“You’re really good at customer service. Have you thought about entering into that field?”
My husband and I own a coffee shop and bakery, Morsels, in Traverse City, MI. On most weekends, I spend time working the register and talking with our guests because it brings me so much joy to meet people and hear their stories. On this particular morning, not only did I have a fun conversation with a customer, but he left me with a compliment and a great question: Have I thought about customer service?
In truth, I think about service all of the time. But his question was a great reminder to think, particularly, about customer service, which I did. It wasn’t hard to conclude that everyone, regardless of who or where you are, is in the customer service business.
It’s easy at times to feel like we’re isolated, as if the work we’re doing is lone-wolf style, so there’s no one to serve. I’ve even worked with teams that felt as if the whole organization is designed to serve them … that’s never the case. When we work, we work together for a common purpose. Everyone plays a part, everyone counts, and everyone is there to serve someone (whether you can see them or not).
As leaders, here are a few ways to keep the customer service mindset front and center in your life:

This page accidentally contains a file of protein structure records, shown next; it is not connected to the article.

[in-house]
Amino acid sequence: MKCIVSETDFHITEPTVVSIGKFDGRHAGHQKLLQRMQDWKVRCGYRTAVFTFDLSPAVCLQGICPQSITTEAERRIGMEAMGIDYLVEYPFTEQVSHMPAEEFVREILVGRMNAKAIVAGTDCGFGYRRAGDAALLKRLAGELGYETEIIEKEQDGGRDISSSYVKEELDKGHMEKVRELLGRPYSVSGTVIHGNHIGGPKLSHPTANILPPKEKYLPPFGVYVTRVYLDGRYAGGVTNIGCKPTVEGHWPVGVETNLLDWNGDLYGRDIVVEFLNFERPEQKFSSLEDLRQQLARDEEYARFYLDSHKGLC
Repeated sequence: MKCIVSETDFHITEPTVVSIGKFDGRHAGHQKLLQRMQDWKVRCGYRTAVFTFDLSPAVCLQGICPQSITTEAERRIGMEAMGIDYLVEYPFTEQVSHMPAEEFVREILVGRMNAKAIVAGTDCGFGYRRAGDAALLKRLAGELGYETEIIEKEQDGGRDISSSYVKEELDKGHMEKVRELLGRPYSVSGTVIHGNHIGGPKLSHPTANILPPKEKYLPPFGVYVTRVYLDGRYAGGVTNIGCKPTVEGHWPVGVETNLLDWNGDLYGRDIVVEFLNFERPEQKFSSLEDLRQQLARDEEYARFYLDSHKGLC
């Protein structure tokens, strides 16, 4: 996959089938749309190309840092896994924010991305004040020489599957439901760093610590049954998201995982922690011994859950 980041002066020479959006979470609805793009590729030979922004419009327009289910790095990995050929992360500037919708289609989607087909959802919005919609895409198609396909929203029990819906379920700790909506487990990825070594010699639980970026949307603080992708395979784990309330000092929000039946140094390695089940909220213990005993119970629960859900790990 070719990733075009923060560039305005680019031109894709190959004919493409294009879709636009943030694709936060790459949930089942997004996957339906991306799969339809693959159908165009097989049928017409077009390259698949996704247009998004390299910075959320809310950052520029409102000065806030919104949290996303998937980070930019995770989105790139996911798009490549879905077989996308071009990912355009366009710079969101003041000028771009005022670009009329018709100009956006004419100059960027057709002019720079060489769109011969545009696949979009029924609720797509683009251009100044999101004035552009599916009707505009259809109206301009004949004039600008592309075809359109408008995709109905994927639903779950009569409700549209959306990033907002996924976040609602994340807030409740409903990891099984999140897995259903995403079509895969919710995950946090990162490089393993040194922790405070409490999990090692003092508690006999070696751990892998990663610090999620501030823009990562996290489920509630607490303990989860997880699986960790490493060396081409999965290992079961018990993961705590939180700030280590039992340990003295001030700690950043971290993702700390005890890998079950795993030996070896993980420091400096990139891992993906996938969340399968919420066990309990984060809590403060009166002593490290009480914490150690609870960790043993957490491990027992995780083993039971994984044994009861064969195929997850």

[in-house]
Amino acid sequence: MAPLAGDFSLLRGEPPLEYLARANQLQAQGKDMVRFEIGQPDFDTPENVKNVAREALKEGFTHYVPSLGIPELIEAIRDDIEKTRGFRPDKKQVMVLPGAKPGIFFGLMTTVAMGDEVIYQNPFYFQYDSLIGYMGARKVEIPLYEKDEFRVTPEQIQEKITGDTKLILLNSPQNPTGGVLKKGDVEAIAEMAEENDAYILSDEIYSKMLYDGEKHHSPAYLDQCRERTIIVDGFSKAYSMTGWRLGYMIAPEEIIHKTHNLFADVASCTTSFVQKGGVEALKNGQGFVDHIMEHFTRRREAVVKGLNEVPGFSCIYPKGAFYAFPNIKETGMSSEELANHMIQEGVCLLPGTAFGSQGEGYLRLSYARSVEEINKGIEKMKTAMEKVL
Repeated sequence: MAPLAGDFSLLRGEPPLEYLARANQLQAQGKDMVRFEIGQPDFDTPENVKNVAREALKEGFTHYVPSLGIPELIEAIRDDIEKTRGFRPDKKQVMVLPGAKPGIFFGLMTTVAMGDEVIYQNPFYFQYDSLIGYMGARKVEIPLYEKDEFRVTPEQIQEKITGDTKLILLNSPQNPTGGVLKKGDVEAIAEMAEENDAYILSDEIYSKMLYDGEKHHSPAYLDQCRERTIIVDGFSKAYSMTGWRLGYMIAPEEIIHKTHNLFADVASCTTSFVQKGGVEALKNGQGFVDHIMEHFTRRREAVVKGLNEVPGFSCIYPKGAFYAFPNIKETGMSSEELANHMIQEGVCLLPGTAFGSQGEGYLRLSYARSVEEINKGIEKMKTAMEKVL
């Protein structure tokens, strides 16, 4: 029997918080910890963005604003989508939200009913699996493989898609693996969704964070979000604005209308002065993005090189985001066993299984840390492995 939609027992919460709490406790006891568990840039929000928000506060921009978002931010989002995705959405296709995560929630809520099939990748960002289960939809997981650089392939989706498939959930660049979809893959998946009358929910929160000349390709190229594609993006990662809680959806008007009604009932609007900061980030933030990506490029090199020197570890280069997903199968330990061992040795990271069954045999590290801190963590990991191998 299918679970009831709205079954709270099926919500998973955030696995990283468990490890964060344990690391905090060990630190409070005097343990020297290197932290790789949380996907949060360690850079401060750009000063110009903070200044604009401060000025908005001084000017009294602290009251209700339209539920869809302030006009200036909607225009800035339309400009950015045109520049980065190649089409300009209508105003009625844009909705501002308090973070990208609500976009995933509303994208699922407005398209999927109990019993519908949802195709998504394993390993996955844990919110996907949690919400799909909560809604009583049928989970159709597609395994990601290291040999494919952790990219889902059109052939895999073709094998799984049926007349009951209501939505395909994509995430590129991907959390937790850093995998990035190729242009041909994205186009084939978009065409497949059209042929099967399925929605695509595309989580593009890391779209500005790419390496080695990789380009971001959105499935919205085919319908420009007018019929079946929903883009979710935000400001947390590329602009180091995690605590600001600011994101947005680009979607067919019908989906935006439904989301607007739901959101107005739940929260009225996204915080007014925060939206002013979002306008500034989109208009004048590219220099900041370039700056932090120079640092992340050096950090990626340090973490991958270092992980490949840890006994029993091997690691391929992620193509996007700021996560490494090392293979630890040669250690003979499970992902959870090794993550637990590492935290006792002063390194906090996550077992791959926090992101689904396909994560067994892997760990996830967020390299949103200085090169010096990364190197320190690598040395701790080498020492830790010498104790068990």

- Remind yourself that the better service you provide to both your internal and external customers, the better you’re going to feel about the contributions you bring to work.
- Customer service is expressed in the simplest of ways: manners, being considerate of others and their need for information, agendas for meetings, your positive attitude, and the occasional initiative to create a potluck or team building event at work.
- Constantly reflect on who you’re serving and why. As an example, I have a friend who works as a manager at John Deere. He makes it a habit to remind his team, which are primarily factory workers, that while they’re working hard on the manufacturing floor, they’re really building equipment that helps feed the world. With a little bit of imagination and visualization, we all can see how our work connects to someone.
- Don’t expect anything in return. This is the hard part. When you serve, serve without any expectation of reciprocity. Don’t keep a silent list of all that you’ve done for others … this type of scorekeeping can be dangerous in any relationship. Feel grateful, not self-righteous, that you can serve others and let your generosity be enough for you.
Our world desperately needs others to step up and serve. I promise you this: your smallest actions can make the world of difference to others. Make the commitment to do five small acts of service this week – this type of goal setting inspires habit building. A service mindset coupled with a service habit has the power to change your world and the world around you.